Taking the bus

Intrinsically there is something depressing about the bus. With the honourable exception of interstate Greyhounds and the 209 from Mortlake to Hammersmith there is precious little romance about bus travel. Everything about it seems geared towards frustration, angst and misery. There’s a reason Tinie Tempah wants us to know he drives past the bus he used to run for – and why the Divine Comedy sang about the National Express and not First Great Western.

Trains at least run to timetables and have stations. Buses claim to have times but lurch to bus stops, shelters, random points and never seem to take the direct route. The adverts on the damn things always only ever seem to be about fare evasion. I have no idea why it is this bad but consistently – and I speak as a daily user of public transport – buses are the most soul sapping way of getting about. I suspect this is why there are very few decent photos of buses, bus users or the bus journeying infrastructure.

Tom Wood took thousands of shots of Liverpool in the 70s and 80s (and beyond) both from and on the bus. If I had the time, patience, skill and requisite cojones I’d want to do the same – because for all that bus travel is frustrating and angst making it is also a unique way of seeing a place. Those lurches in traffic from a raised vantage point – the observation of other people on the bus, each trying to be themselves or forget where they are but all in a forced public setting. Needless to say most times the camera stays unfired but there are great moments happening everywhere, in amongst the wondering why the hell the damn thing can’t just move forward.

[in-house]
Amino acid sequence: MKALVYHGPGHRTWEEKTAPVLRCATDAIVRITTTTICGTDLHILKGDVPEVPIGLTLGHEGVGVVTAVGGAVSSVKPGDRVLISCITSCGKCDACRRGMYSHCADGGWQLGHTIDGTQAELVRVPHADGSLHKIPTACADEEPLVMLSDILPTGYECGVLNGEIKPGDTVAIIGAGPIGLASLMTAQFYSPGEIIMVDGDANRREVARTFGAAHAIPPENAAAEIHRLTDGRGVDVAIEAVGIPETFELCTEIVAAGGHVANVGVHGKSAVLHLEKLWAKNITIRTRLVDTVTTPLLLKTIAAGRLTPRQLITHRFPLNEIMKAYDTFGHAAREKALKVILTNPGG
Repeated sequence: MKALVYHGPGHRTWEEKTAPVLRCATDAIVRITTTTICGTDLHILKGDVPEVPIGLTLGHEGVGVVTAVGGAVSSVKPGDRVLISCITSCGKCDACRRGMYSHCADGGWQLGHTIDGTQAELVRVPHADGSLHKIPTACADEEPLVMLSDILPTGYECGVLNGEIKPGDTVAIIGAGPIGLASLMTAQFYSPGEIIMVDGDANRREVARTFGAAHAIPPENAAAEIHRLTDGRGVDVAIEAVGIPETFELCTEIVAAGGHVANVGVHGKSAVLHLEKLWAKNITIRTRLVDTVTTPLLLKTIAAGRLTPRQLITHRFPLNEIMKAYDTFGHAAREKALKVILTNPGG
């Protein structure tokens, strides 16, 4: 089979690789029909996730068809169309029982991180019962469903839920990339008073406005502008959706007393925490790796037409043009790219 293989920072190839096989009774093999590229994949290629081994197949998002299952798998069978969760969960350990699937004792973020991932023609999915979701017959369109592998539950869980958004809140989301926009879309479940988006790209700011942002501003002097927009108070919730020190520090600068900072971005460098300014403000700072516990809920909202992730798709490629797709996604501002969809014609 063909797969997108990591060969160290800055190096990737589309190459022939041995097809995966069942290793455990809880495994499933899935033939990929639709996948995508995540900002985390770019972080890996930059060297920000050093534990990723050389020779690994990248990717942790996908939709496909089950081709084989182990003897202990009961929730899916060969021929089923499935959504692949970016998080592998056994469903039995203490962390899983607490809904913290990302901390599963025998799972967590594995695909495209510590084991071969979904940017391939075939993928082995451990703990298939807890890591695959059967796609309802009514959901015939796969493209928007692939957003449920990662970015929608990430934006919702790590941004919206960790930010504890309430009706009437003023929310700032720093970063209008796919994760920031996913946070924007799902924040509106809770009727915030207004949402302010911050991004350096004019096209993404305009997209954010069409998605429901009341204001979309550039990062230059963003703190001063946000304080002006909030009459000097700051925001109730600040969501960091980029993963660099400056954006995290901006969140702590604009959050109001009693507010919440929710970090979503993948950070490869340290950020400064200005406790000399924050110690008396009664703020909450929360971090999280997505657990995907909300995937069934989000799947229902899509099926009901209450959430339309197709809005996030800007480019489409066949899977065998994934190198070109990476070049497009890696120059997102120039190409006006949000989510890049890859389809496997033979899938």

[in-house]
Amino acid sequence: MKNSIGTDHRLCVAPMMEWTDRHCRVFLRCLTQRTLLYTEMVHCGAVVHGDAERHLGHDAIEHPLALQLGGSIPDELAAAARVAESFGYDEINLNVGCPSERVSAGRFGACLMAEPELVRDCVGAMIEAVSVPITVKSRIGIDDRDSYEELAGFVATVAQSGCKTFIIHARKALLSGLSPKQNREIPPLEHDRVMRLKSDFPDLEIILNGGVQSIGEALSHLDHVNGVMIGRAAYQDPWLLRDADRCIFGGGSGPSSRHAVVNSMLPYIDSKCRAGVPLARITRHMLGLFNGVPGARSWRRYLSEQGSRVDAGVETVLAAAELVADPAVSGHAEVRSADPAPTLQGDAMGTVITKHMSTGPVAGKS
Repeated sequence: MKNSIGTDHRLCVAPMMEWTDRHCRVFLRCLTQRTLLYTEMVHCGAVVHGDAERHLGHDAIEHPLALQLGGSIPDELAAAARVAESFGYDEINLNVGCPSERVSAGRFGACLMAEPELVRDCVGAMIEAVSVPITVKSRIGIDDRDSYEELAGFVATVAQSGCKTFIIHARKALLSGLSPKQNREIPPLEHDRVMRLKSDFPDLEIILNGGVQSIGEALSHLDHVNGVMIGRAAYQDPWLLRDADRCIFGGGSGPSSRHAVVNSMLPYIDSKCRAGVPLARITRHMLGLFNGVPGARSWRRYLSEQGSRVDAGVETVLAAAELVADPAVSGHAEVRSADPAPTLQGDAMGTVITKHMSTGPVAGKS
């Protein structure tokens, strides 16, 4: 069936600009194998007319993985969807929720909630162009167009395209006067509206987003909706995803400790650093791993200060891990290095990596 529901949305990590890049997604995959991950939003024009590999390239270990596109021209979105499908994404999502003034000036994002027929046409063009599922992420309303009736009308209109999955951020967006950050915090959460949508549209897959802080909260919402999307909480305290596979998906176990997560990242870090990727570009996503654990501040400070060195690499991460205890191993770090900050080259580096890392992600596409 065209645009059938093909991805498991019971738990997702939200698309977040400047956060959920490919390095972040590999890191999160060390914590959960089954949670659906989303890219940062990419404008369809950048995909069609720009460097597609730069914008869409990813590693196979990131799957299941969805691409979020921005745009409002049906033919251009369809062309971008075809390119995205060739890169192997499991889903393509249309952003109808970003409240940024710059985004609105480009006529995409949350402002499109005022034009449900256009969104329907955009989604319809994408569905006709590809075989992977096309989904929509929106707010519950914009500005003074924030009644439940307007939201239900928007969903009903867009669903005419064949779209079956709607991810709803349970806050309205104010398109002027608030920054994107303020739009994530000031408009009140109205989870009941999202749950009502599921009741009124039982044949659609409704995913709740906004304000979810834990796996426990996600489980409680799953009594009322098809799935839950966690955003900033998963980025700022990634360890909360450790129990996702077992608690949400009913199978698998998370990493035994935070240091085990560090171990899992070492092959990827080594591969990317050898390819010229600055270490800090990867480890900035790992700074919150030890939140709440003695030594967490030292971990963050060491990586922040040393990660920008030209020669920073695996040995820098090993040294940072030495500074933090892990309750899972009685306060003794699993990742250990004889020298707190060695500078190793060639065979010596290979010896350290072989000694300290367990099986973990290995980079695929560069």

This shot is of a street just off High Wycombe town centre. I just like the contrast between the glamour of Cheryl Cole – herself at the time starting to lose her sheen as the people’s sweetheart on the X Factor – and the rather mundane surroundings she appears to be watching ever. As ever, I make no great claims for it, I just took it because I wanted to. You can see the details of it here.

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